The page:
Data Moves at the Speed of Trust: Cross-sector Data Sharing to Support Community Violence Prevention
We built stakeholder trust and engagement through a series of interviews and group discussions and used results to design a responsive strategy for cross-sector data sharing.
Solutions to complex public health challenges are increasingly reliant on cross-sector collaboration between public health, healthcare, governmental and nonprofit entities. Data sharing can broaden the scope of work and improve the collective impact of these partnerships; however, the burden of technological and legal infrastructure is often prohibitive. Integrated data systems offer a solution to data silos — built as a network of partnerships to link administrative data across entities. Although widely available, these solutions are not one-dimensional and involve the same power-dynamics and engagement challenges that can inhibit success across all areas of collaboration.
In our recent article, “A Replicable, Solution-Focused Approach to Cross-Sector Data Sharing for Evaluation of Community Violence Prevention Programming,” my colleagues and I share a method of stakeholder engagement to achieve data sharing using a local integrated data system.
Our collaborative is focused on community violence – a recognized public health issue that is disproportionately concentrated in communities of color and perpetuated through structural racism. We invited stakeholders from public health, governmental, education, and healthcare sectors to participate in a series of interviews and group discussions about data sharing. Results were used to design a responsive strategy to share data for evaluation of community violence prevention programs. This work was supported in part by the Data Across Sectors for Health (DASH) Mentor 3.0 Program.
Building Stakeholder Engagement
Our approach was informed by in-depth stakeholder interviews, which took place alongside a literature review and a series of facilitated discussions. Throughout each step, information was used to engage and empower stakeholders. Select key learnings are described below:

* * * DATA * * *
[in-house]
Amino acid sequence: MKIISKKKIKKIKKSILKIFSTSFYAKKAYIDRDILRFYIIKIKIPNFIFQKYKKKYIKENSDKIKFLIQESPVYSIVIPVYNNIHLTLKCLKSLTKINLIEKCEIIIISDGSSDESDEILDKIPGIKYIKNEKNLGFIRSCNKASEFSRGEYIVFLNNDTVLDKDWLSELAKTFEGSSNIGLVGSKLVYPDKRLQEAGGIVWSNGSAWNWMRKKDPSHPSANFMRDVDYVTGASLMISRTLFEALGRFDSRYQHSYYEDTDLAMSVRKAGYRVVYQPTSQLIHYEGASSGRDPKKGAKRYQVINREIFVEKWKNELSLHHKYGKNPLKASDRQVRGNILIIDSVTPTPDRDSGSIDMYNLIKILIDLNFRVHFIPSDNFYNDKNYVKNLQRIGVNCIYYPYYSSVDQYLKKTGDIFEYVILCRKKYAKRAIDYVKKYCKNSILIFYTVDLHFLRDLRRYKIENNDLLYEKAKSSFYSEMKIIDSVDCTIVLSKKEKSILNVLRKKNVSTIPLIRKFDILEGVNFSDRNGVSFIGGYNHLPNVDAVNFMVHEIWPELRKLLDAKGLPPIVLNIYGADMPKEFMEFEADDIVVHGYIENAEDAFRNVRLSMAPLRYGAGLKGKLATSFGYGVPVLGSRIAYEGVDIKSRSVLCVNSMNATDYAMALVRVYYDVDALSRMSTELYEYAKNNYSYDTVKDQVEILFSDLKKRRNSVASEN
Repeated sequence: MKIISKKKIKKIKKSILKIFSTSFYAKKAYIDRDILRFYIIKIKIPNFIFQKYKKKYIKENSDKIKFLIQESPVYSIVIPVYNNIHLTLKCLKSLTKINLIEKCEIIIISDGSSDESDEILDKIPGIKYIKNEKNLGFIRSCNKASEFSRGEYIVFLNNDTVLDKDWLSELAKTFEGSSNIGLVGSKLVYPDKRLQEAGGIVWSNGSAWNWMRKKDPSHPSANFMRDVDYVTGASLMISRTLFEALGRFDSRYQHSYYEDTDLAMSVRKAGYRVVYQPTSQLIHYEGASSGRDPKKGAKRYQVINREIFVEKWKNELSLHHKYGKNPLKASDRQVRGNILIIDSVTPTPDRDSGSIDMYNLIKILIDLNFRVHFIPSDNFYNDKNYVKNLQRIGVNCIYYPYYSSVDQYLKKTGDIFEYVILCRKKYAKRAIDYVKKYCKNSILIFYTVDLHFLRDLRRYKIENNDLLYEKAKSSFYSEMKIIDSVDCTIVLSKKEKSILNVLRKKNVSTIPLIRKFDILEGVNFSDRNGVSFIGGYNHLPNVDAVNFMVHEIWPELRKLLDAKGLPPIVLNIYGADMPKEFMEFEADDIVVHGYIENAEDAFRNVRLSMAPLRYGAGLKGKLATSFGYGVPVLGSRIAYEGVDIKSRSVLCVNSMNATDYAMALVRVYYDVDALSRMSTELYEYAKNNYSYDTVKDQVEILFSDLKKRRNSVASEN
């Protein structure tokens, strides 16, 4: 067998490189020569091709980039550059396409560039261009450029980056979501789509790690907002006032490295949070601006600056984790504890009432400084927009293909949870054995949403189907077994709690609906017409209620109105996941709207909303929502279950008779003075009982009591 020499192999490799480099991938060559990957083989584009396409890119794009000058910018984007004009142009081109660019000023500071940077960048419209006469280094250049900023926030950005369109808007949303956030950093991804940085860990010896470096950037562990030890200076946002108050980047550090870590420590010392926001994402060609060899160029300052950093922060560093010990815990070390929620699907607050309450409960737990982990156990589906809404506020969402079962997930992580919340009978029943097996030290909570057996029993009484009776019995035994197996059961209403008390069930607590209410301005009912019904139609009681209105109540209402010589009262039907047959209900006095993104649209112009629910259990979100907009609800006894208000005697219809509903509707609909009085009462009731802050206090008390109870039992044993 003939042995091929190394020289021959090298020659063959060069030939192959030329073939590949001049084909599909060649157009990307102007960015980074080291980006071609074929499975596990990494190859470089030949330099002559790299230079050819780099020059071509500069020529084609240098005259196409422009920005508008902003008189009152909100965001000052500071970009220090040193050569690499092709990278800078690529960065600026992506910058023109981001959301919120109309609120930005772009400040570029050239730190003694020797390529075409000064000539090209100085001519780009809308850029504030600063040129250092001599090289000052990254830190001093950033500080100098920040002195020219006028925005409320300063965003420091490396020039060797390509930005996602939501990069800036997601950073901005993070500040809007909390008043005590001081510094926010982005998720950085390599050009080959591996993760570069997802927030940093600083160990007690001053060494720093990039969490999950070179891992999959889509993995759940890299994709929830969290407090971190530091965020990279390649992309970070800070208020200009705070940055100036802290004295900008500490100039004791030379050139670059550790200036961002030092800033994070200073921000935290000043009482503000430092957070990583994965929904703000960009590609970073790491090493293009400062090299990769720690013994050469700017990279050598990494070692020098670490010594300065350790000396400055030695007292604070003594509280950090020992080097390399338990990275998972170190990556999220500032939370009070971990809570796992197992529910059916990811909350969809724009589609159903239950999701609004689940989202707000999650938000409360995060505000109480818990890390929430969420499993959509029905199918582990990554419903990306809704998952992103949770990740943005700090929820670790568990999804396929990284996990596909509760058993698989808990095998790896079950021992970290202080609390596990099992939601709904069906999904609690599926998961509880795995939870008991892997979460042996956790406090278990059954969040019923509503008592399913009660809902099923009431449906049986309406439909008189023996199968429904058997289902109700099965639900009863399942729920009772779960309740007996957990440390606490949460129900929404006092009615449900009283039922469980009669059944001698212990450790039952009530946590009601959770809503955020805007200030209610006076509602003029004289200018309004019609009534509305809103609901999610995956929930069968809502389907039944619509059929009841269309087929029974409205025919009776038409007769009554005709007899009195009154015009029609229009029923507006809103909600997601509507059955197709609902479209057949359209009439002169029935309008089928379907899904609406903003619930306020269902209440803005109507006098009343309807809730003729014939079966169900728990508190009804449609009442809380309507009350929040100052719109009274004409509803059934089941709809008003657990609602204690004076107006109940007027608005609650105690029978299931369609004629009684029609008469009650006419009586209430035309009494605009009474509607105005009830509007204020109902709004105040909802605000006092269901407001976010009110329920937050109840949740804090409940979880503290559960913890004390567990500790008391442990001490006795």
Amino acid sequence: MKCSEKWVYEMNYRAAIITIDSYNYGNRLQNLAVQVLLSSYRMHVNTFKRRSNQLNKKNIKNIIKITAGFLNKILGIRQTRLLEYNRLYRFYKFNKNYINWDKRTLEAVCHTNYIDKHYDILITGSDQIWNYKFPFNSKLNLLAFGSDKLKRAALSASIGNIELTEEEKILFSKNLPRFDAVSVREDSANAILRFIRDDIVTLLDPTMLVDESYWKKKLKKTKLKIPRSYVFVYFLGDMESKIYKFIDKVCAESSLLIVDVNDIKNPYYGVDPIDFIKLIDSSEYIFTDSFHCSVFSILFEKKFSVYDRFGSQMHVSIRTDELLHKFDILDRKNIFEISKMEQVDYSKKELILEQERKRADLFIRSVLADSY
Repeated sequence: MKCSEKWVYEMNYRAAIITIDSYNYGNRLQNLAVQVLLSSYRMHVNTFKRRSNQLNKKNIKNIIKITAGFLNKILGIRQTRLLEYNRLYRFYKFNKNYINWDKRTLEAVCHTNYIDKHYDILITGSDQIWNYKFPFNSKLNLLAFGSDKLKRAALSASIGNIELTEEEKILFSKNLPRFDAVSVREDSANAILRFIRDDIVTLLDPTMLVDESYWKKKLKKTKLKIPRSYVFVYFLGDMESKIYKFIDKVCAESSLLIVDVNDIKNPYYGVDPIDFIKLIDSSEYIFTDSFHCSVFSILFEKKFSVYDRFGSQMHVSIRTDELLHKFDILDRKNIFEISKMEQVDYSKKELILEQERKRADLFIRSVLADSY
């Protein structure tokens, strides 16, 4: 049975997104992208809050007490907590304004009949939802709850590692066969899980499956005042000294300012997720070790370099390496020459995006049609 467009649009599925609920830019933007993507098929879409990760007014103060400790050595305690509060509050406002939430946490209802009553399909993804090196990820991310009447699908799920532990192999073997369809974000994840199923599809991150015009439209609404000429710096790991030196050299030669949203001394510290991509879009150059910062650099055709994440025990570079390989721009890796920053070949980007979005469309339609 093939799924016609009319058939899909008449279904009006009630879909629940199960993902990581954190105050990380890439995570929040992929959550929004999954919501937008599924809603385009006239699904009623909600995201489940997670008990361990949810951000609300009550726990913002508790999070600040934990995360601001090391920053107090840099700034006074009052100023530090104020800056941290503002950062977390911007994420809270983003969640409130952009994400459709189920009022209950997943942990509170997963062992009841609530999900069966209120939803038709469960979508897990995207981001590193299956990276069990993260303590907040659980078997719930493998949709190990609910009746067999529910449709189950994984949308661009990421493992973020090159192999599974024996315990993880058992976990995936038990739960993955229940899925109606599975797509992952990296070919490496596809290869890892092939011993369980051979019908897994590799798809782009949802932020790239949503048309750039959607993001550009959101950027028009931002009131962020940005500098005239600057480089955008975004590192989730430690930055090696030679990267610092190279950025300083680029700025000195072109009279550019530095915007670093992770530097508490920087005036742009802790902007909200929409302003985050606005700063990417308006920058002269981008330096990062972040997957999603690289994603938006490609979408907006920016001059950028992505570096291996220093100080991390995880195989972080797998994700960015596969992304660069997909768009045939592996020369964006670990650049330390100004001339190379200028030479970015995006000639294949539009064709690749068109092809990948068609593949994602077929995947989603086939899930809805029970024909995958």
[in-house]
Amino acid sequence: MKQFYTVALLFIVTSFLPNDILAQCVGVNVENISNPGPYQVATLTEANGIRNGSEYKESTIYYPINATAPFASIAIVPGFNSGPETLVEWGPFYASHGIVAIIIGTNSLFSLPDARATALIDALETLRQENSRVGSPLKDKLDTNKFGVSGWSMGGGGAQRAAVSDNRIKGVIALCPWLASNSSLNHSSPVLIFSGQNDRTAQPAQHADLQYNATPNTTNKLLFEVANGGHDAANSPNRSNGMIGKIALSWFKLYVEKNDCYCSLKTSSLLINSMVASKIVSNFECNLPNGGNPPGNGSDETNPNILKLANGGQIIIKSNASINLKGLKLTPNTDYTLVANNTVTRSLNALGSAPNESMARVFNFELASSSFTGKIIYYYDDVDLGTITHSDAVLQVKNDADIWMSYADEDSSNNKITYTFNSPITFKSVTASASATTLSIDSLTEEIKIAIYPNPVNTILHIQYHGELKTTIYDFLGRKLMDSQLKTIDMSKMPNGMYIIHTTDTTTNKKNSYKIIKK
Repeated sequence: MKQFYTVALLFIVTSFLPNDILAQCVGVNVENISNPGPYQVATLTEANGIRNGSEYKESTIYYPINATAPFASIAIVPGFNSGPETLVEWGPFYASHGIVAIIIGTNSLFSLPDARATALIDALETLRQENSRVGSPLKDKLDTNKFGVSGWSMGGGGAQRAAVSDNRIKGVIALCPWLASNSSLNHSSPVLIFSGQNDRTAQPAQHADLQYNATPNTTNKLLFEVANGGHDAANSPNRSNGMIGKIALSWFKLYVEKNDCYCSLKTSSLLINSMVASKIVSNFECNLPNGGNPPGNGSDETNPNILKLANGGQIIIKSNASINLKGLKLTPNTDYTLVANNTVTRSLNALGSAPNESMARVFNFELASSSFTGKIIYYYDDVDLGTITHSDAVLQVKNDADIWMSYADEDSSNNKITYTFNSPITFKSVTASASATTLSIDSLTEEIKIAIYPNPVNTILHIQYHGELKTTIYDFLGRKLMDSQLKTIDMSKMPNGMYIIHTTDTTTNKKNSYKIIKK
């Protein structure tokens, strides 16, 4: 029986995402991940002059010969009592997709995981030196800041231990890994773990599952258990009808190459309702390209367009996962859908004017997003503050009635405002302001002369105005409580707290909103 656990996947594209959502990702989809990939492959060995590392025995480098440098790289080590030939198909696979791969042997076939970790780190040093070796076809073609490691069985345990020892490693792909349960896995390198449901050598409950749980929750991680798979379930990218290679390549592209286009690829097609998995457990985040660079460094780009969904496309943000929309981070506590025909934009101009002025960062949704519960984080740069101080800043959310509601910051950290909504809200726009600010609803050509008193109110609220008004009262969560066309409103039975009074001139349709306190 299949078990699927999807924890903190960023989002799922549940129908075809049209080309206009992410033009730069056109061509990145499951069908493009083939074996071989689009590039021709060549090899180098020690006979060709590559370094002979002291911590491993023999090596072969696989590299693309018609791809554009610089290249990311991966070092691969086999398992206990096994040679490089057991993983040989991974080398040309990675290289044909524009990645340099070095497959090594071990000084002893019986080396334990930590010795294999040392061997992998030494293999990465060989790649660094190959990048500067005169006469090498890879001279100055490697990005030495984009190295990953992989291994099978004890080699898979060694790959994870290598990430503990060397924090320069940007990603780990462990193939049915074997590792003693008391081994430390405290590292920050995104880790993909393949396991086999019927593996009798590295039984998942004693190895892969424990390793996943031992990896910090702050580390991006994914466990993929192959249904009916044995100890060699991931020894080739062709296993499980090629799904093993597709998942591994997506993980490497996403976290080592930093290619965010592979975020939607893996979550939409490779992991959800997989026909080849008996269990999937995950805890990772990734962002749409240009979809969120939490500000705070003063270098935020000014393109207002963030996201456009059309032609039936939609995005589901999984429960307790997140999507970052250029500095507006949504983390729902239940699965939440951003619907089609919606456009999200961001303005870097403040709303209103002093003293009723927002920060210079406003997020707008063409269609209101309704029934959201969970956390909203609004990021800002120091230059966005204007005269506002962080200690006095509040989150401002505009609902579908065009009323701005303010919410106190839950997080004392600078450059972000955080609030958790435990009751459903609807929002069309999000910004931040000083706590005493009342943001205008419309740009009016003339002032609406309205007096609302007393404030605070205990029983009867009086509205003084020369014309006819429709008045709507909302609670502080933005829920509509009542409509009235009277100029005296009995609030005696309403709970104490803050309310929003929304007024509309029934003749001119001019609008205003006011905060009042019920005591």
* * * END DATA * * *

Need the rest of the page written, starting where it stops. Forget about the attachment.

Power and representation
Some individuals and organizations have had negative experiences with data collection and data sharing. Group dynamics can also be disempowering for some voices and reflect ongoing social and resource inequity. To ensure representation of perspectives and experiences, we conducted individual stakeholder interviews and brought anonymous results to the larger group for discussion and synthesis.
Legal and ethical implications
Even with the legal and technological protections offered by advanced solutions, there is still a risk of disclosure and identification. This risk is particularly salient for communities of color, which, because of the interconnected relationship between poverty and racism, are disproportionately represented in data related to violence and other health disparities.
Furthermore, outside of disclosure there is still a risk of contributing to the existing stigma surrounding communities of color represented in the data. Stakeholders identified solutions as: (1) engaging communities represented in the data in data analysis, interpretation, and dissemination; (2) providing historical context with the data; and (3) creating structures that allow the communities represented by the data to participate in the decision-making process for data use.
As technology continues to advance and integrated platforms become the standard across public, social, and commercial settings, opportunities to join disparate data sources will expand. While integrated data offers many advantages to tackling complex, public health issues like community violence, users must be vigilant against further entrenching the inequities we are attempting to solve. Regardless of the technological capacity, data sharing must be built on a foundation of trust that is earned and deserved.
- Public Health Interventions to Address Health Disparities Associated with Structural Racism, a special supplement of the Journal of Public Health Management and Practice
- Carlene A. Mayfield, PhD, MPH – Director of Impact Evaluation and Grants Management for Atrium Health’s Department of Community Health – leads evaluation and grant operations in support of clinical and community-based programming to improve health equity. Dr. Mayfield’s research includes the application of novel evaluation strategies and related technological innovations for complex data integration and management.
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